That said, however, I did come away from Greens with one promising discovery: a mysterious thing called pastry arts. My favorite task at Greens had been plating desserts, from individual ginger crunch cakes with seasonal fruit to homemade ice creams, and I began to wonder if life as a pastry chef wouldn’t suit me pretty well. It somehow seemed gentler, more touchy-feely, and, well, sweeter—that is, until I realized that it would entail a bit more hardcore complexity than I’d bargained for. My dessert aesthetic was rustic comfort, not chocolate spray guns and sugar sculptures. Though spun-sugar cages are very pretty, I’d probably have to be locked up in one before I’d enjoy making them. What’s more, there was the specter of repetition: I worried that making the same items over and over, day in and day out, would destroy any sense of adventure or enjoyment I had. So with no small amount of disappointment, I left my chef plans, pastry and otherwise, for someone with more bravery and stamina, and instead here I am, writing my way around the kitchen.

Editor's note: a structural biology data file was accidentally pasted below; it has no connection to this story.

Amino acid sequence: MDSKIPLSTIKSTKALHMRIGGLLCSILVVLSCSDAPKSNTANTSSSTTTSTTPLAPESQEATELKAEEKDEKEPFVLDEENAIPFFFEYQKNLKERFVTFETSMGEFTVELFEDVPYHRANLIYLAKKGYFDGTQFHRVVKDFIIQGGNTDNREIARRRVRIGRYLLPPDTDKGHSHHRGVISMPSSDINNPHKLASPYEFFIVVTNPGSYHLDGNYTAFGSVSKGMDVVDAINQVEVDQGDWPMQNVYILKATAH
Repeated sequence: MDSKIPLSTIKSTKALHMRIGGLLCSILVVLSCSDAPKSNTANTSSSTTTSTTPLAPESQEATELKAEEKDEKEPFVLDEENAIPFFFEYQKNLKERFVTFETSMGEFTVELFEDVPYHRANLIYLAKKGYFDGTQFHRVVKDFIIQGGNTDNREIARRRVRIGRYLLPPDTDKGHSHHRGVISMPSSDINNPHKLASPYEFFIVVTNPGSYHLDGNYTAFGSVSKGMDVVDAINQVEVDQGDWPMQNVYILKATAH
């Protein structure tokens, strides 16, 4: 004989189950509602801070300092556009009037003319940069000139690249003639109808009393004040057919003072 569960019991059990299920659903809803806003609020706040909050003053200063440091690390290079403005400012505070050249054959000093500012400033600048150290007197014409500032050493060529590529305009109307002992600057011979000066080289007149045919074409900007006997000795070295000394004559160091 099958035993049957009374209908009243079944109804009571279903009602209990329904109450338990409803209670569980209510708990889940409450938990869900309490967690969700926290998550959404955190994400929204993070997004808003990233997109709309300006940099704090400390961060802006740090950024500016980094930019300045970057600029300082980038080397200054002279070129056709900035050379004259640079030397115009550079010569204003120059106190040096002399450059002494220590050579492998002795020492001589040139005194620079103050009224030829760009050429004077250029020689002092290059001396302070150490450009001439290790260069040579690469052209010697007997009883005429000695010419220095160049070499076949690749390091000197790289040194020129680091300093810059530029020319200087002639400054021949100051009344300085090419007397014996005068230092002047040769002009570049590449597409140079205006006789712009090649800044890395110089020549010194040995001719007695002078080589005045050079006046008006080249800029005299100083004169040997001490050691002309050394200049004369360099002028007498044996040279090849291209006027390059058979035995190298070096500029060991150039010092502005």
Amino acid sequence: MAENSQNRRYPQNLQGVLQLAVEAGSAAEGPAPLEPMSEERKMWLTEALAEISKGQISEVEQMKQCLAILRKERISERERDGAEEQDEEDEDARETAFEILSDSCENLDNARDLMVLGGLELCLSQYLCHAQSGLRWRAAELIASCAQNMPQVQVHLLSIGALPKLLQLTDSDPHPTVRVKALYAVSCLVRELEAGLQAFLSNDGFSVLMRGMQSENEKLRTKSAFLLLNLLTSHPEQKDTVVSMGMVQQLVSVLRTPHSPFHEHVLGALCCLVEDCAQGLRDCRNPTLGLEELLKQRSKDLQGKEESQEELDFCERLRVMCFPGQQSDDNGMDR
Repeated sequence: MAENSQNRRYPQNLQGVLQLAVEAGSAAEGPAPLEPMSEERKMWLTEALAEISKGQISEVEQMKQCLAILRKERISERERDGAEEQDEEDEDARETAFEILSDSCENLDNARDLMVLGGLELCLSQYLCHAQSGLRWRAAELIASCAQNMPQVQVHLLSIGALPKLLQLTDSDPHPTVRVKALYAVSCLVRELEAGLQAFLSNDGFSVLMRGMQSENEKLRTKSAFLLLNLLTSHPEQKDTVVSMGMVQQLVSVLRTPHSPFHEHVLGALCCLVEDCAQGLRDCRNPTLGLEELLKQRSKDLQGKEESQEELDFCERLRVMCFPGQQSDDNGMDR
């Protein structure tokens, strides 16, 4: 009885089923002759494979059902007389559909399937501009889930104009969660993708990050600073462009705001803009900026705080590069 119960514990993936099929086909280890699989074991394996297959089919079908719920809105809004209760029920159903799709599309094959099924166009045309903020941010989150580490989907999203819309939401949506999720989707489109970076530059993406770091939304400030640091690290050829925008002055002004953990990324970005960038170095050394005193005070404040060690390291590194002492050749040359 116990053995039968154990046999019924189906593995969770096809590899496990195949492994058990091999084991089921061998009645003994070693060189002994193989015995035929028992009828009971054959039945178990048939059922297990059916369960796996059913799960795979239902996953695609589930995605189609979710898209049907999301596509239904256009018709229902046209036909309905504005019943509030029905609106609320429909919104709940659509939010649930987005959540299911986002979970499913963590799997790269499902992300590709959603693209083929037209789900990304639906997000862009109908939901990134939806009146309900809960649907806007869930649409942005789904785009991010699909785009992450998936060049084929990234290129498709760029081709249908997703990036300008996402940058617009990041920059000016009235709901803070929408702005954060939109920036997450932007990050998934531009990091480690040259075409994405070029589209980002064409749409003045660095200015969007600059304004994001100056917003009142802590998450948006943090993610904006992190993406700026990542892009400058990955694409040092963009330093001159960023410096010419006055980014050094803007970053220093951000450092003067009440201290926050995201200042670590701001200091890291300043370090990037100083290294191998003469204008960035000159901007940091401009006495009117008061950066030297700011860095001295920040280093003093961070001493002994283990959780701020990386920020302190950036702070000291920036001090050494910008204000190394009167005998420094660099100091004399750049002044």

You can imagine my surprise, then, when last week I found myself going downright pastry-artsy on banana cakes. Talk about repetition: I baked three of the things—each a slight variation on the other—within the span of four days. The frenzy was sparked by a dinner party Friday night, to which I’d brought an impromptu, seemingly simple creation: a single-layer banana cake with a chocolate ganache glaze. Though delicious, it was dense and a bit rubbery, more bread than cake. I was outraged. I had gorgeous photos of the thing,

but it was an inferior specimen; I wasn't happy to share it with anyone, much less with you, discerning reader.